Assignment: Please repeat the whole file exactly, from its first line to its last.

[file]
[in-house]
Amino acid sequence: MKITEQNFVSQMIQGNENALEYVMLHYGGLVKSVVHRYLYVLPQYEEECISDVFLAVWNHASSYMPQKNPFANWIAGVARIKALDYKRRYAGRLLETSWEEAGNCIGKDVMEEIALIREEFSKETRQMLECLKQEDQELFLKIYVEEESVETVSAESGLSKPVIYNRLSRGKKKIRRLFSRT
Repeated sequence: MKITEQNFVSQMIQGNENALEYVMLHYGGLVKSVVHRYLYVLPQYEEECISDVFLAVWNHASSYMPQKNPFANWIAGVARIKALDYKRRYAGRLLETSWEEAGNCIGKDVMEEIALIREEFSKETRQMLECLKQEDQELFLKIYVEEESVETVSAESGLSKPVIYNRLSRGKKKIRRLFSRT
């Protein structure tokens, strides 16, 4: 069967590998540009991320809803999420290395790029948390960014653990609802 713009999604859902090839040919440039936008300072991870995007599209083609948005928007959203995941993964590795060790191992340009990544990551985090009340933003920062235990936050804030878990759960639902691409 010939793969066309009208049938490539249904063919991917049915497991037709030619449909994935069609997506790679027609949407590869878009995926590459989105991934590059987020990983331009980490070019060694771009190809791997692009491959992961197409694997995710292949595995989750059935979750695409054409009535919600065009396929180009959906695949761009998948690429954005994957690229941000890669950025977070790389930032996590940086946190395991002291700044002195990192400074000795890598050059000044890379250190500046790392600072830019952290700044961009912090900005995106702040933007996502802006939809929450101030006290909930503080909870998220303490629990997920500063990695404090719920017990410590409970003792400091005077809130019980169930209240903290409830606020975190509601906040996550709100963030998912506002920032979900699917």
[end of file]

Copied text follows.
[in-house]
Amino acid sequence: MKITEQNFVSQMIQGNENALEYVMLHYGGLVKSVVHRYLYVLPQYEEECISDVFLAVWNHASSYMPQKNPFANWIAGVARIKALDYKRRYAGRLLETSWEEAGNCIGKDVMEEIALIREEFSKETRQMLECLKQEDQELFLKIYVEEESVETVSAESGLSKPVIYNRLSRGKKKIRRLFSRT
Repeated sequence: MKITEQNFVSQMIQGNENALEYVMLHYGGLVKSVVHRYLYVLPQYEEECISDVFLAVWNHASSYMPQKNPFANWIAGVARIKALDYKRRYAGRLLETSWEEAGNCIGKDVMEEIALIREEFSKETRQMLECLKQEDQELFLKIYVEEESVETVSAESGLSKPVIYNRLSRGKKKIRRLFSRT
């Protein structure tokens, strides 16, 4: 069967590998540009991320809803999420290395790029948390960014653990609802 713009999604859902090839040919440039936008300072991870995007599209083609948005928007959203995941993964590795060790191992340009990544990551985090009340933003920062235990936050804030878990759960639902691409 010939793969066309009208049938490539249904063919991917049915497991037709030619449909994935069609997506790679027609949407590869878009995926590459989105991934590059987020990983331009980490070019060694771009190809791997692009491959992961197409694997995710292949595995989750059935979750695409054409009535919600065009396929180009959906695949761009998948690429954005994957690229941000890669950025977070790389930032996590940086946190395991002291700044002195990192400074000795890598050059000044890379250190500046790392600072830019952290700044961009912090900005995106702040933007996502802006939809929450101030006290909930503080909870998220303490629990997920500063990695404090719920017990410590409970003792400091005077809130019980169930209240903290409830606020975190509601906040996550709100963030998912506002920032979900699917």